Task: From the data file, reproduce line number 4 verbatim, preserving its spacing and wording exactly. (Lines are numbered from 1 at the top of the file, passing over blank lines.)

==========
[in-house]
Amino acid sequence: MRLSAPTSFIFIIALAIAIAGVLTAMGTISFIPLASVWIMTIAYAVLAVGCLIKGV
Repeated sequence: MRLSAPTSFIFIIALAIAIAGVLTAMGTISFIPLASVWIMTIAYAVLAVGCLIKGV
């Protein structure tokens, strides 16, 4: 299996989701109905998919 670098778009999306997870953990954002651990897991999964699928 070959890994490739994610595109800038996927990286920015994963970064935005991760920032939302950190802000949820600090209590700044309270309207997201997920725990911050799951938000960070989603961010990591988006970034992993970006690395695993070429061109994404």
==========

């Protein structure tokens, strides 16, 4: 299996989701109905998919 670098778009999306997870953990954002651990897991999964699928 070959890994490739994610595109800038996927990286920015994963970064935005991760920032939302950190802000949820600090209590700044309270309207997201997920725990911050799951938000960070989603961010990591988006970034992993970006690395695993070429061109994404």